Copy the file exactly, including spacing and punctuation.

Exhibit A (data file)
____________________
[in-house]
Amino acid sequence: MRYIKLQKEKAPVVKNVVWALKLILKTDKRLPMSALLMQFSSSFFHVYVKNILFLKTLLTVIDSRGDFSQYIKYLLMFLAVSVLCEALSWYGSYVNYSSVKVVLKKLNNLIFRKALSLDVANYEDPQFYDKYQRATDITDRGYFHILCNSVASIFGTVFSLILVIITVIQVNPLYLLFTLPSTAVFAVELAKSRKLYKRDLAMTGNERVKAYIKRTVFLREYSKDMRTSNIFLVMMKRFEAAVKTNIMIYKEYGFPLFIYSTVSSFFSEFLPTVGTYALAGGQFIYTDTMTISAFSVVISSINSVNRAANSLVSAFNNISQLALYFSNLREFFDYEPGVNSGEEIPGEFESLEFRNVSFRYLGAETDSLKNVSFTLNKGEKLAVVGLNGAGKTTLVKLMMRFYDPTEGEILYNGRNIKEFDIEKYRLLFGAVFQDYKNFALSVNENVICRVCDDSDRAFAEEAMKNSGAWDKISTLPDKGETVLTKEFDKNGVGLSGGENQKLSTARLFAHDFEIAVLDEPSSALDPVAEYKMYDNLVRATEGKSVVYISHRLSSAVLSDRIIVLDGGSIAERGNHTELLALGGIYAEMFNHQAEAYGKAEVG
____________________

[in-house]
Amino acid sequence: MRYIKLQKEKAPVVKNVVWALKLILKTDKRLPMSALLMQFSSSFFHVYVKNILFLKTLLTVIDSRGDFSQYIKYLLMFLAVSVLCEALSWYGSYVNYSSVKVVLKKLNNLIFRKALSLDVANYEDPQFYDKYQRATDITDRGYFHILCNSVASIFGTVFSLILVIITVIQVNPLYLLFTLPSTAVFAVELAKSRKLYKRDLAMTGNERVKAYIKRTVFLREYSKDMRTSNIFLVMMKRFEAAVKTNIMIYKEYGFPLFIYSTVSSFFSEFLPTVGTYALAGGQFIYTDTMTISAFSVVISSINSVNRAANSLVSAFNNISQLALYFSNLREFFDYEPGVNSGEEIPGEFESLEFRNVSFRYLGAETDSLKNVSFTLNKGEKLAVVGLNGAGKTTLVKLMMRFYDPTEGEILYNGRNIKEFDIEKYRLLFGAVFQDYKNFALSVNENVICRVCDDSDRAFAEEAMKNSGAWDKISTLPDKGETVLTKEFDKNGVGLSGGENQKLSTARLFAHDFEIAVLDEPSSALDPVAEYKMYDNLVRATEGKSVVYISHRLSSAVLSDRIIVLDGGSIAERGNHTELLALGGIYAEMFNHQAEAYGKAEVG